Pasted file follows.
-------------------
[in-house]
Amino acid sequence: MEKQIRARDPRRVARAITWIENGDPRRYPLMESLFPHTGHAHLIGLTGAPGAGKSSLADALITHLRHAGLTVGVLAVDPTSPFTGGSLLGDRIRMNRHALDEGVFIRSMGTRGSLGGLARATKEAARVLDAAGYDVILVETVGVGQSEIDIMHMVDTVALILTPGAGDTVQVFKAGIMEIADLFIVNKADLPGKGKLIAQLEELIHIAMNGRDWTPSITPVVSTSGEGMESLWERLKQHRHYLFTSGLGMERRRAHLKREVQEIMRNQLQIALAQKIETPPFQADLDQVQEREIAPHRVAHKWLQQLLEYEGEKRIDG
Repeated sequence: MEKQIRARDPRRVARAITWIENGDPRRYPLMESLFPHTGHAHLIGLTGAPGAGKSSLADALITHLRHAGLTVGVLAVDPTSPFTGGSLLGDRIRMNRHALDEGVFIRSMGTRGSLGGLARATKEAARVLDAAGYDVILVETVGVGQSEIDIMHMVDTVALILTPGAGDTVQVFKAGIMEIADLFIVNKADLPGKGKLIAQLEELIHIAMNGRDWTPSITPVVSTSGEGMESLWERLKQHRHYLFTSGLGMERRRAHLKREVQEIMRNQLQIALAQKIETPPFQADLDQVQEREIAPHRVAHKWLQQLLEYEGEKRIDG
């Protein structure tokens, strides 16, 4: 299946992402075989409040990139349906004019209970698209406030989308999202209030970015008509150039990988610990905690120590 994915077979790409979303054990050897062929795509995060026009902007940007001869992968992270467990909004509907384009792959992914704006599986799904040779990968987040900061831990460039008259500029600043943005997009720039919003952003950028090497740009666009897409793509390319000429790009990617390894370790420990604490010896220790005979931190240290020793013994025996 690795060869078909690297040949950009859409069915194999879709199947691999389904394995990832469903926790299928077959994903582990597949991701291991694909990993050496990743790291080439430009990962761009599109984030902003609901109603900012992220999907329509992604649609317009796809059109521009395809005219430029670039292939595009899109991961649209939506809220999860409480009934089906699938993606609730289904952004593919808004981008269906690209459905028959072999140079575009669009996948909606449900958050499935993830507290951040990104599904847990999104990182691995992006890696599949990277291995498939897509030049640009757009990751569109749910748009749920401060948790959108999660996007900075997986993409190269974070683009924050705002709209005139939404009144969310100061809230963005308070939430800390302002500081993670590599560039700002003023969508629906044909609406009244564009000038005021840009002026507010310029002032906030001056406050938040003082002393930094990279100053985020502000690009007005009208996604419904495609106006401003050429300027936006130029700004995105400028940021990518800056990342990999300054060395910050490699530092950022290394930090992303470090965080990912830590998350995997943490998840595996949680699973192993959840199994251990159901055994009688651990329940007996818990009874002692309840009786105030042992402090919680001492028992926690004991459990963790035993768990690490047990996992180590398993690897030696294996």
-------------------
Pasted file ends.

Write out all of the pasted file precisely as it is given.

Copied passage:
[in-house]
Amino acid sequence: MEKQIRARDPRRVARAITWIENGDPRRYPLMESLFPHTGHAHLIGLTGAPGAGKSSLADALITHLRHAGLTVGVLAVDPTSPFTGGSLLGDRIRMNRHALDEGVFIRSMGTRGSLGGLARATKEAARVLDAAGYDVILVETVGVGQSEIDIMHMVDTVALILTPGAGDTVQVFKAGIMEIADLFIVNKADLPGKGKLIAQLEELIHIAMNGRDWTPSITPVVSTSGEGMESLWERLKQHRHYLFTSGLGMERRRAHLKREVQEIMRNQLQIALAQKIETPPFQADLDQVQEREIAPHRVAHKWLQQLLEYEGEKRIDG
Repeated sequence: MEKQIRARDPRRVARAITWIENGDPRRYPLMESLFPHTGHAHLIGLTGAPGAGKSSLADALITHLRHAGLTVGVLAVDPTSPFTGGSLLGDRIRMNRHALDEGVFIRSMGTRGSLGGLARATKEAARVLDAAGYDVILVETVGVGQSEIDIMHMVDTVALILTPGAGDTVQVFKAGIMEIADLFIVNKADLPGKGKLIAQLEELIHIAMNGRDWTPSITPVVSTSGEGMESLWERLKQHRHYLFTSGLGMERRRAHLKREVQEIMRNQLQIALAQKIETPPFQADLDQVQEREIAPHRVAHKWLQQLLEYEGEKRIDG
């Protein structure tokens, strides 16, 4: 299946992402075989409040990139349906004019209970698209406030989308999202209030970015008509150039990988610990905690120590 994915077979790409979303054990050897062929795509995060026009902007940007001869992968992270467990909004509907384009792959992914704006599986799904040779990968987040900061831990460039008259500029600043943005997009720039919003952003950028090497740009666009897409793509390319000429790009990617390894370790420990604490010896220790005979931190240290020793013994025996 690795060869078909690297040949950009859409069915194999879709199947691999389904394995990832469903926790299928077959994903582990597949991701291991694909990993050496990743790291080439430009990962761009599109984030902003609901109603900012992220999907329509992604649609317009796809059109521009395809005219430029670039292939595009899109991961649209939506809220999860409480009934089906699938993606609730289904952004593919808004981008269906690209459905028959072999140079575009669009996948909606449900958050499935993830507290951040990104599904847990999104990182691995992006890696599949990277291995498939897509030049640009757009990751569109749910748009749920401060948790959108999660996007900075997986993409190269974070683009924050705002709209005139939404009144969310100061809230963005308070939430800390302002500081993670590599560039700002003023969508629906044909609406009244564009000038005021840009002026507010310029002032906030001056406050938040003082002393930094990279100053985020502000690009007005009208996604419904495609106006401003050429300027936006130029700004995105400028940021990518800056990342990999300054060395910050490699530092950022290394930090992303470090965080990912830590998350995997943490998840595996949680699973192993959840199994251990159901055994009688651990329940007996818990009874002692309840009786105030042992402090919680001492028992926690004991459990963790035993768990690490047990996992180590398993690897030696294996």